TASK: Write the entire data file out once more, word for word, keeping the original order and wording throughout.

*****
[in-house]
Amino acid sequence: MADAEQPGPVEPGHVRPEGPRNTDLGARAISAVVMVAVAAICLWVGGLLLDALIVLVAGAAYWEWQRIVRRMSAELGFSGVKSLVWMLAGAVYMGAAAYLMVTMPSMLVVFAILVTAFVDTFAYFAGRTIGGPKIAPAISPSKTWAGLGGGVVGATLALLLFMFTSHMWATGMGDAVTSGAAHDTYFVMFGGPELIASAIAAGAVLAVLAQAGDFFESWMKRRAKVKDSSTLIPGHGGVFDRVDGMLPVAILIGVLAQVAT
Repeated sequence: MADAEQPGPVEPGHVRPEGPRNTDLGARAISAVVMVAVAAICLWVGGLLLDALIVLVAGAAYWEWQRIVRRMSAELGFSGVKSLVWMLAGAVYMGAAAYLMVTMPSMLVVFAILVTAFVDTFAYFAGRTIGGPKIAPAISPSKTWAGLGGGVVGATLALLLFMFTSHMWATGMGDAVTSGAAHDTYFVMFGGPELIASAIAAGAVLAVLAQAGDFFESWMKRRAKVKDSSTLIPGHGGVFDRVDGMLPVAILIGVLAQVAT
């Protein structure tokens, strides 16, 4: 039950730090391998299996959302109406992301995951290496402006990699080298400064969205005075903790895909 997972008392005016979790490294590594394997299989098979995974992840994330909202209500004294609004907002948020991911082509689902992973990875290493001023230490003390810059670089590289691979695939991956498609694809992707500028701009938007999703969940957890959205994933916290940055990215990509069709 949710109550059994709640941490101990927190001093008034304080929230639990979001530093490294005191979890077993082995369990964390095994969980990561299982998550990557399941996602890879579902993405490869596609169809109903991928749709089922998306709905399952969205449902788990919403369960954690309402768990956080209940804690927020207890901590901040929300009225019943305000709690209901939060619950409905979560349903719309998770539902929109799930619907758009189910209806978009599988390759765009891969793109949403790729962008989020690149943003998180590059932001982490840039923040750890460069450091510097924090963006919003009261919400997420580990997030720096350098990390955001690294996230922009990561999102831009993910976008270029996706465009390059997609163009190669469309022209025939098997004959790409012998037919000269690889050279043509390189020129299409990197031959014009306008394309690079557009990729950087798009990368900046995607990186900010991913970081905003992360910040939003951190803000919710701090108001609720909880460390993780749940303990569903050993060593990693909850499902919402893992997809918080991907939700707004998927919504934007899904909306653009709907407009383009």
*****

[in-house]
Amino acid sequence: MADAEQPGPVEPGHVRPEGPRNTDLGARAISAVVMVAVAAICLWVGGLLLDALIVLVAGAAYWEWQRIVRRMSAELGFSGVKSLVWMLAGAVYMGAAAYLMVTMPSMLVVFAILVTAFVDTFAYFAGRTIGGPKIAPAISPSKTWAGLGGGVVGATLALLLFMFTSHMWATGMGDAVTSGAAHDTYFVMFGGPELIASAIAAGAVLAVLAQAGDFFESWMKRRAKVKDSSTLIPGHGGVFDRVDGMLPVAILIGVLAQVAT
Repeated sequence: MADAEQPGPVEPGHVRPEGPRNTDLGARAISAVVMVAVAAICLWVGGLLLDALIVLVAGAAYWEWQRIVRRMSAELGFSGVKSLVWMLAGAVYMGAAAYLMVTMPSMLVVFAILVTAFVDTFAYFAGRTIGGPKIAPAISPSKTWAGLGGGVVGATLALLLFMFTSHMWATGMGDAVTSGAAHDTYFVMFGGPELIASAIAAGAVLAVLAQAGDFFESWMKRRAKVKDSSTLIPGHGGVFDRVDGMLPVAILIGVLAQVAT
């Protein structure tokens, strides 16, 4: 039950730090391998299996959302109406992301995951290496402006990699080298400064969205005075903790895909 997972008392005016979790490294590594394997299989098979995974992840994330909202209500004294609004907002948020991911082509689902992973990875290493001023230490003390810059670089590289691979695939991956498609694809992707500028701009938007999703969940957890959205994933916290940055990215990509069709 949710109550059994709640941490101990927190001093008034304080929230639990979001530093490294005191979890077993082995369990964390095994969980990561299982998550990557399941996602890879579902993405490869596609169809109903991928749709089922998306709905399952969205449902788990919403369960954690309402768990956080209940804690927020207890901590901040929300009225019943305000709690209901939060619950409905979560349903719309998770539902929109799930619907758009189910209806978009599988390759765009891969793109949403790729962008989020690149943003998180590059932001982490840039923040750890460069450091510097924090963006919003009261919400997420580990997030720096350098990390955001690294996230922009990561999102831009993910976008270029996706465009390059997609163009190669469309022209025939098997004959790409012998037919000269690889050279043509390189020129299409990197031959014009306008394309690079557009990729950087798009990368900046995607990186900010991913970081905003992360910040939003951190803000919710701090108001609720909880460390993780749940303990569903050993060593990693909850499902919402893992997809918080991907939700707004998927919504934007899904909306653009709907407009383009």